Renewable energy sources were responsible for most of the power consumption in the U.S. in 2019, the first time since 1885 that coal was not the country’s major energy source
- A new report from the U.S. government found that renewable energy overtook coal in 2019
- It was the first year since before 1885 that coal was not the main source of energy
- Coal consumption in the country fell to its lowest point since 1964
Most of the energy consumed in the U.S. in 2019 came from renewable sources such as wind turbines, hydropower plants and solar panels, which displaced coal as the country’s primary energy source.
According to a report by the U.S. Energy Information Administration, 2019 was the first year since before 1885, when coal was not the country’s major energy source.
Coal-derived energy use in the United States has fallen by nearly half since its peak in 2008, and annual use fell by 15% between 2018 and 2019, to its lowest point since 1964.
For the first time since before 1885, coal was moved as the country’s main energy source, overtaken by renewable energy sources such as solar, wind and hydropower
In total, renewable energy consumption accounted for 11.5 billion British thermal units in 2019, while coal accounted for 11.3 billion, the report found.
The most widely used source of renewable energy came from wind turbines, which passed hydropower plants as the country’s main renewable energy source.
The biggest source of coal declines came from the electricity grid, which in 2019 accounted for 90% of all the country’s coal consumption, or just over 10 billion British thermal units.
By comparison, just over six quadrillion British thermal units of renewable energy went to the country’s power grid, accounting for 56% of the total renewable energy used for the year.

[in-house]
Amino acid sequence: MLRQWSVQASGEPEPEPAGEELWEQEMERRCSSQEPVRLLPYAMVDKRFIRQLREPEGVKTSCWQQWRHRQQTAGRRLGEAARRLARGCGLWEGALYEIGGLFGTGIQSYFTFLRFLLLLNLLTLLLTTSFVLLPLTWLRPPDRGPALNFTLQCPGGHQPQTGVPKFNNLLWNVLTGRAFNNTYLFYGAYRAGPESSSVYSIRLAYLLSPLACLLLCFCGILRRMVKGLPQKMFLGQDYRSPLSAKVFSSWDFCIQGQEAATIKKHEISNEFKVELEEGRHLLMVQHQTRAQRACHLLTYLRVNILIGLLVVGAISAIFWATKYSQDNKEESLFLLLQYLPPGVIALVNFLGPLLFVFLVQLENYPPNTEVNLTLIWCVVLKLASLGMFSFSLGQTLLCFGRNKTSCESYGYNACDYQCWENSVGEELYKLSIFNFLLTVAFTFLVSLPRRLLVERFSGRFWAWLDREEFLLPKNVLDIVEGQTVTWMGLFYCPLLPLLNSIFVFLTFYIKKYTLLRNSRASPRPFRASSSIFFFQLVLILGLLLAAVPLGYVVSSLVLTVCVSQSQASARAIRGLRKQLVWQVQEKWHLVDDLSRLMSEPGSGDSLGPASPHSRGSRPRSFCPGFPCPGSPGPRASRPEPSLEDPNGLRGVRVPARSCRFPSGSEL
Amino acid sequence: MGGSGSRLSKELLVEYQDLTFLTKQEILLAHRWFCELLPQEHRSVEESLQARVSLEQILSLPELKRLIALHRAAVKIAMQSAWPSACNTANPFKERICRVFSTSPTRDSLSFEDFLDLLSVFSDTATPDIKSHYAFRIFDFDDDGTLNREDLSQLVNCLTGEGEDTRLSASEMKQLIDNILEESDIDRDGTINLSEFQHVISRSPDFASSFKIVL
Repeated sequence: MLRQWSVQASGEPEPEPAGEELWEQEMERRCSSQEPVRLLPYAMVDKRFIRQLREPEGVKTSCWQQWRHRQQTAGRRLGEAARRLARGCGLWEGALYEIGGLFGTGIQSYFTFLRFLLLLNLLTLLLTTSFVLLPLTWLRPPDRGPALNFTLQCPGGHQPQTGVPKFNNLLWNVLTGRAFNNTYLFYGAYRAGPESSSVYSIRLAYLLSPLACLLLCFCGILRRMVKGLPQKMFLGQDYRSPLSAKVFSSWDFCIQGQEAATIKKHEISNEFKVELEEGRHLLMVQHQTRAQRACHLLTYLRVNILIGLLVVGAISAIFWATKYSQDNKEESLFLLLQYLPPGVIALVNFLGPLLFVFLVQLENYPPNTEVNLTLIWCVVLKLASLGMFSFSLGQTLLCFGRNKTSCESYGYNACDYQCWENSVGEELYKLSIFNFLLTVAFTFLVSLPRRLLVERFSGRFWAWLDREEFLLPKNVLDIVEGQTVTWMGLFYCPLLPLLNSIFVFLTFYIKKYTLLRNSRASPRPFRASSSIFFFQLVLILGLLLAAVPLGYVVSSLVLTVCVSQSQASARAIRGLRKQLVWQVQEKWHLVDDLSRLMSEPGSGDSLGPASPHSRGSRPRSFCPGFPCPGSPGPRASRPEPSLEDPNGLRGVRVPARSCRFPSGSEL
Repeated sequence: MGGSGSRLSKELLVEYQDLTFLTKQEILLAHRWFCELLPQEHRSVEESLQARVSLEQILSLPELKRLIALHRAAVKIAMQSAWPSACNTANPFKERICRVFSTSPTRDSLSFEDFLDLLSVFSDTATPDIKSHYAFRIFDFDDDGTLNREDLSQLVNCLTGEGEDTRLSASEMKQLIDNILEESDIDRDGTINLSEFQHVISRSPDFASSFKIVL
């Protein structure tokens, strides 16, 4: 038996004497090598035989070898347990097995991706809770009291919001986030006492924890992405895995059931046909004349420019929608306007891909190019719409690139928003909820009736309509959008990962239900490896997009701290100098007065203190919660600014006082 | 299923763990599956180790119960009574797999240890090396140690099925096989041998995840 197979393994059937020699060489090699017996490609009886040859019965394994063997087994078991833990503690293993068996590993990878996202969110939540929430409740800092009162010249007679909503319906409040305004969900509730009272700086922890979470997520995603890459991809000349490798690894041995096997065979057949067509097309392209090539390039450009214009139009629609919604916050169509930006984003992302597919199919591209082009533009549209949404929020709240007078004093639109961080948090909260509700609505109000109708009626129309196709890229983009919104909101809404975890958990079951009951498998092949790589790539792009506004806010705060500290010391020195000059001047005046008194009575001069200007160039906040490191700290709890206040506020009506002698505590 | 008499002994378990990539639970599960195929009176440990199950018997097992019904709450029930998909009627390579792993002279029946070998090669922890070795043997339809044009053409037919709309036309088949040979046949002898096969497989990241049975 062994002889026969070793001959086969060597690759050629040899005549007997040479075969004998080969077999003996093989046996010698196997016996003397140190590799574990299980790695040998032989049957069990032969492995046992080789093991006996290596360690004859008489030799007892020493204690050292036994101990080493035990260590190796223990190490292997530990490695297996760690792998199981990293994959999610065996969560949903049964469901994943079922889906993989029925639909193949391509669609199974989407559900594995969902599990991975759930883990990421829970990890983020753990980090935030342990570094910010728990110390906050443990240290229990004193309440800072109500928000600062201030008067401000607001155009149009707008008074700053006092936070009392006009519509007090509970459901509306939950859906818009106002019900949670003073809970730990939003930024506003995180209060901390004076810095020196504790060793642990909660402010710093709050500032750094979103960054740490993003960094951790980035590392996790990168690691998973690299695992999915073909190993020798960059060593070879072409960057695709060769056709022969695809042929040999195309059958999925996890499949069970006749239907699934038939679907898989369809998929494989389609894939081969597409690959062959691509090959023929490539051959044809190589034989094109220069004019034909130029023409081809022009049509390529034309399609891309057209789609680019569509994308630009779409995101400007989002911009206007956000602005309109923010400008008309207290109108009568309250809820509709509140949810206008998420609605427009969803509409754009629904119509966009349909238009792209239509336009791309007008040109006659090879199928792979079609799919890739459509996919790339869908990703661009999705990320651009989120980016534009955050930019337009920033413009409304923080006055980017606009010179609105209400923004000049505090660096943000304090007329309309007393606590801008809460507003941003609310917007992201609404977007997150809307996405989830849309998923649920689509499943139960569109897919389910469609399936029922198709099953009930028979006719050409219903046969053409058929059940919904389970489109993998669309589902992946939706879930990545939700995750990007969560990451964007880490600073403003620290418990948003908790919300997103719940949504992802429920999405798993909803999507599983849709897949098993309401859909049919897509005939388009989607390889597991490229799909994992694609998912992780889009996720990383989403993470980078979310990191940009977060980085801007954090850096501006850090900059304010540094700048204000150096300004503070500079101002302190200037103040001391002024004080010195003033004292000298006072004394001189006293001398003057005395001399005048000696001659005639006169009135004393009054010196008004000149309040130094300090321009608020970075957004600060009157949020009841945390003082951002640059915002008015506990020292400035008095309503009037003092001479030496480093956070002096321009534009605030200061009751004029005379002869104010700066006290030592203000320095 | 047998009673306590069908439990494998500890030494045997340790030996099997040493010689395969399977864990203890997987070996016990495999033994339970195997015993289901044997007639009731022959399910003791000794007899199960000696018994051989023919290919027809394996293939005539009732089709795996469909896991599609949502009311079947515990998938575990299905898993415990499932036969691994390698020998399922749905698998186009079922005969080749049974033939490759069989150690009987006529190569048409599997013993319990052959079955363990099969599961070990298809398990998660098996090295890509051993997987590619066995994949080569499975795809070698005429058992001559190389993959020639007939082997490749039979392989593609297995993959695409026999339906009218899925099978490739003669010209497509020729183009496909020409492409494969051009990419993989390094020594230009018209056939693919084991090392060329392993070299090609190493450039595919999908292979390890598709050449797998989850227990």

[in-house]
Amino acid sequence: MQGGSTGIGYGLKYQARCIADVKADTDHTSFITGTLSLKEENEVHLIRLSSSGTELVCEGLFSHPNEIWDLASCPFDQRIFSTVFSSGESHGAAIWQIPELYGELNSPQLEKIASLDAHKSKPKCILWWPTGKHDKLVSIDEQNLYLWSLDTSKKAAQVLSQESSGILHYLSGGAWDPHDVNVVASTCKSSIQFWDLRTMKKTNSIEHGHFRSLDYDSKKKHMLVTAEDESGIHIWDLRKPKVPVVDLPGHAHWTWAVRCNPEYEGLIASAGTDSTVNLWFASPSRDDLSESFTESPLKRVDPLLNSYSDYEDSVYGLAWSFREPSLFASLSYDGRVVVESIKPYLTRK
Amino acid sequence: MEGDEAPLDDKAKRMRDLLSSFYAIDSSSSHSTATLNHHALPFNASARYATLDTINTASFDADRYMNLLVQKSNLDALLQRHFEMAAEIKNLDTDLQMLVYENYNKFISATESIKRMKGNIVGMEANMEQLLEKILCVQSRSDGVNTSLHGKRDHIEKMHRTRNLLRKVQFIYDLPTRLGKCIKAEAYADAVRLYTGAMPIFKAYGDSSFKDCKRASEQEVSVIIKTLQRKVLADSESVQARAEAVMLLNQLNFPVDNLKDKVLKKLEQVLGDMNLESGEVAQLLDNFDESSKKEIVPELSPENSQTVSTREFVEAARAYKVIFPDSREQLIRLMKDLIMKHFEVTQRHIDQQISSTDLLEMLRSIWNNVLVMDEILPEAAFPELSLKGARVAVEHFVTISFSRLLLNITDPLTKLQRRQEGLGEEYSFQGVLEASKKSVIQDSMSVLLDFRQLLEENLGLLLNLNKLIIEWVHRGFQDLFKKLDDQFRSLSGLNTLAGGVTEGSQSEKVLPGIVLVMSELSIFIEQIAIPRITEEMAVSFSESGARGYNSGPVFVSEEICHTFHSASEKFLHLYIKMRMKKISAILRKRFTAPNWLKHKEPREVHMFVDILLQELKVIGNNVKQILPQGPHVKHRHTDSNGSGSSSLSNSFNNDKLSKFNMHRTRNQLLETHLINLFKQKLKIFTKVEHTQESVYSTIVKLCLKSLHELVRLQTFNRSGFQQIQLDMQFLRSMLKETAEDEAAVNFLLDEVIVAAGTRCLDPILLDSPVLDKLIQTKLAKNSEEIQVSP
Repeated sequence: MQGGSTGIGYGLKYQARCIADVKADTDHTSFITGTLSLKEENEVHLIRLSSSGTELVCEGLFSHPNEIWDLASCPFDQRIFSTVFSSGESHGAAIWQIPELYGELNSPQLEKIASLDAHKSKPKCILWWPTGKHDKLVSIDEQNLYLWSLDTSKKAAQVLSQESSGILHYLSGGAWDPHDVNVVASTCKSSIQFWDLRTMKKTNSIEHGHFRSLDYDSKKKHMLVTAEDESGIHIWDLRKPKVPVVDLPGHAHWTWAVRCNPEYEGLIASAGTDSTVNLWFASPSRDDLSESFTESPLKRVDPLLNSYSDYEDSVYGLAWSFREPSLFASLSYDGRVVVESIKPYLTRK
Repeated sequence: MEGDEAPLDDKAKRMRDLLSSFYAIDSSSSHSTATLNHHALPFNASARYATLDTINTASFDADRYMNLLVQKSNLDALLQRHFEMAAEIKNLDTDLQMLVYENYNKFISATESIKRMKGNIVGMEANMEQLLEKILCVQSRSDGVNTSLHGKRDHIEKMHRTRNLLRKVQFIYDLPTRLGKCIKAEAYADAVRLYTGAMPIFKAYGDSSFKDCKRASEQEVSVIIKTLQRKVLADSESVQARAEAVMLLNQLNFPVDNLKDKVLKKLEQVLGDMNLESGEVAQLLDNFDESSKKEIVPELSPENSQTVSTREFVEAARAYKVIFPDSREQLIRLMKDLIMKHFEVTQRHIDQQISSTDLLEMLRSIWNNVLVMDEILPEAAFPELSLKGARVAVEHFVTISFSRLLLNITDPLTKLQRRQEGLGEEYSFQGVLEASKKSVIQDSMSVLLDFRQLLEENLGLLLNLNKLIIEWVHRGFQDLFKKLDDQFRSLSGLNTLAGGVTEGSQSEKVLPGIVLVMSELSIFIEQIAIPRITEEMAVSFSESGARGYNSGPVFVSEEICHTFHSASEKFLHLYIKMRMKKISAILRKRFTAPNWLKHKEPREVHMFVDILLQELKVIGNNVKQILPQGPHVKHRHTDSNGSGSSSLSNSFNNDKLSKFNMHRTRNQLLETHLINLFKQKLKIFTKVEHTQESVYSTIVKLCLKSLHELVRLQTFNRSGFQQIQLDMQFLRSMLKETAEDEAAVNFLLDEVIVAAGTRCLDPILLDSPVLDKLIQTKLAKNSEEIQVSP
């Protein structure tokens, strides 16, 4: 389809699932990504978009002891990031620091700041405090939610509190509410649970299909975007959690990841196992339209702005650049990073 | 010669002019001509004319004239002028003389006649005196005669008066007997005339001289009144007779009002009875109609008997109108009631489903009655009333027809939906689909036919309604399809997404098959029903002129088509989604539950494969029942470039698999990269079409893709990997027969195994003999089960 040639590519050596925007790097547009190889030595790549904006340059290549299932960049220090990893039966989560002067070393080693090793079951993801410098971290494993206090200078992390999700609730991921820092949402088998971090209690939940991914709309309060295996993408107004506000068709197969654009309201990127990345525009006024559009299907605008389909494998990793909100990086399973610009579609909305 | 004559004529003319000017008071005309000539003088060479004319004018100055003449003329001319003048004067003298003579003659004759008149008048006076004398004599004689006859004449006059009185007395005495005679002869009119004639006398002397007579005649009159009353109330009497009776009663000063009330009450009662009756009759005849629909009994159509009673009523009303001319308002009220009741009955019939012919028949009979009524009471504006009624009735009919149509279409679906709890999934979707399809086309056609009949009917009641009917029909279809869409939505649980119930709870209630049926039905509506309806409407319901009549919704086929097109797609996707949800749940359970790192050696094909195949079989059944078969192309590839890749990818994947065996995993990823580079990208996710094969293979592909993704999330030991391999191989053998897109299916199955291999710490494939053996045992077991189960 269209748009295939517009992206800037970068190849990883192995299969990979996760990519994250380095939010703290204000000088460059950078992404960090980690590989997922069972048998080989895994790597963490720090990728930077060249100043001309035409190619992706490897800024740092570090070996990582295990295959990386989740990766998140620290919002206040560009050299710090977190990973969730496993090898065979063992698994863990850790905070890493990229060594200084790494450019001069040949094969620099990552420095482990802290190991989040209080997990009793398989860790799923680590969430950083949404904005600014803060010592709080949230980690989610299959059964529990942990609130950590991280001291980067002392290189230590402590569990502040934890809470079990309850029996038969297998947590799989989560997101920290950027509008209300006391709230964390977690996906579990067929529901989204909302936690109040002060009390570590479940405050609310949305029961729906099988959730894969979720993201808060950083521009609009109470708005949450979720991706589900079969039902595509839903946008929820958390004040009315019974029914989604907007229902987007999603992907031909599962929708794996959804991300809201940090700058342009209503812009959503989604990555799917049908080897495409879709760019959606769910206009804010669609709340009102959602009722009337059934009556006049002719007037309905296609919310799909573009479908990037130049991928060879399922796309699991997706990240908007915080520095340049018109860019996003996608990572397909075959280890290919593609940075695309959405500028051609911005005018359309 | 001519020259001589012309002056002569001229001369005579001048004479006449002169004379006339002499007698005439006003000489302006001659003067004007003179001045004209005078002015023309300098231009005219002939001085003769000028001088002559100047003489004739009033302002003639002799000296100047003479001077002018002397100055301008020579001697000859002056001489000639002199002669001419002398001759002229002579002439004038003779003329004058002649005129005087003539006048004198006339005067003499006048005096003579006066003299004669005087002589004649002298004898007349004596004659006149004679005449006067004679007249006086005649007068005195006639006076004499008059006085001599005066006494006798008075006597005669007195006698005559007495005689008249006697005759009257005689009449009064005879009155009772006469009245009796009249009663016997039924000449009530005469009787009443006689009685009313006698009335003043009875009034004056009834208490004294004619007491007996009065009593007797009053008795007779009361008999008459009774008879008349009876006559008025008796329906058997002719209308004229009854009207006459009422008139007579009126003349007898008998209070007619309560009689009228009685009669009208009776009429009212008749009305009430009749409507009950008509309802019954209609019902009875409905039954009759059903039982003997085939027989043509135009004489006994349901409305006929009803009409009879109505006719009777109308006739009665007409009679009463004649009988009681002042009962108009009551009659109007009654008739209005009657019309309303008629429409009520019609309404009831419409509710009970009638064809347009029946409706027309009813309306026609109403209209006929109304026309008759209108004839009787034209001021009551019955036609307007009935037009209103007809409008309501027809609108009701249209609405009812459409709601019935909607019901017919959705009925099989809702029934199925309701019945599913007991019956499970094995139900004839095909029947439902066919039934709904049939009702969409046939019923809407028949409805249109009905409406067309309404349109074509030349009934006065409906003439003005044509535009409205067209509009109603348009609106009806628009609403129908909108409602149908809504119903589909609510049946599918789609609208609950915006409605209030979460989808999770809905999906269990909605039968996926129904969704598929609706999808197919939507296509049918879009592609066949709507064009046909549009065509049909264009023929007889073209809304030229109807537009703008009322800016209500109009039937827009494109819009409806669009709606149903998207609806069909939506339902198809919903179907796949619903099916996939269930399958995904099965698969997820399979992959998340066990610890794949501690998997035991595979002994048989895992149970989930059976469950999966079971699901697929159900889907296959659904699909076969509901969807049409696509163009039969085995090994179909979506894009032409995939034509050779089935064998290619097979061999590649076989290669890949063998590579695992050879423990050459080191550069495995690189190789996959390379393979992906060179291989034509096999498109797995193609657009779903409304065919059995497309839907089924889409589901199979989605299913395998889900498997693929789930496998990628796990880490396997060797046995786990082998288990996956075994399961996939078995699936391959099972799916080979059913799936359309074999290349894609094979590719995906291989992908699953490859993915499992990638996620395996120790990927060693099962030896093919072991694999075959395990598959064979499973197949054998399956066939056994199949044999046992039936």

The change is due to the fact that more cities across the country are investing in alternative energy projects to reduce greenhouse gas emissions and cope with the negative effects of climate change.
Coal use in 2019 fell to its lowest point in the U.S. since 1964, yielding just under half of the country’s total energy
Wind energy and hydropower were the two largest sources of renewable energy in all sectors
Coal continues to be the country’s largest energy supplier of power grids, accounting for 90% of all coal used in the country, but a number of major cities across the country have begun the transition to renewable energy sources, including Houston and Las Vegas
Earlier this year, Houston unveiled a plan to provide 100% of the city’s electricity with solar energy for the next seven years.
Las Vegas recently announced a similar project that will build a $ 1 billion solar power plant on 7,100 acres of public land outside the city.
The project will generate enough energy to power 260,000 homes.
As of 2020, the state of California will also require each new home to include solar panels to at least partially offset the amount of energy used by each.
WHAT IS SOLAR ENERGY?
Solar panels convert energy from the sun into electrical energy (stock image)
Solar energy is the conversion of energy from sunlight into electricity.
There are two methods for generating solar energy.
Photovoltaic solar energy – the kind of solar panel you may see built into a calculator – can convert light directly into electrical energy.
However, in concentrated solar power systems, mirrors or lenses are first used to capture and focus the sunlight that hits a wide area, creating heat that can be used to power a steam turbine and generate electricity.
The productivity of solar panels depends on the sunlight they receive in a particular location – a factor that depends on both latitude and climate.
Optimal locations for solar farms are the arid tropics and subtropics, with deserts located at such low latitudes and often cloudless, receiving around 10 hours of sunlight each day.
According to NASA, the eastern part of the Sahara – the Libyan desert – is the sunniest place on Earth.
Solar energy accounted for 1.7 percent of global electricity production in 2017 and is growing at 35 percent annually.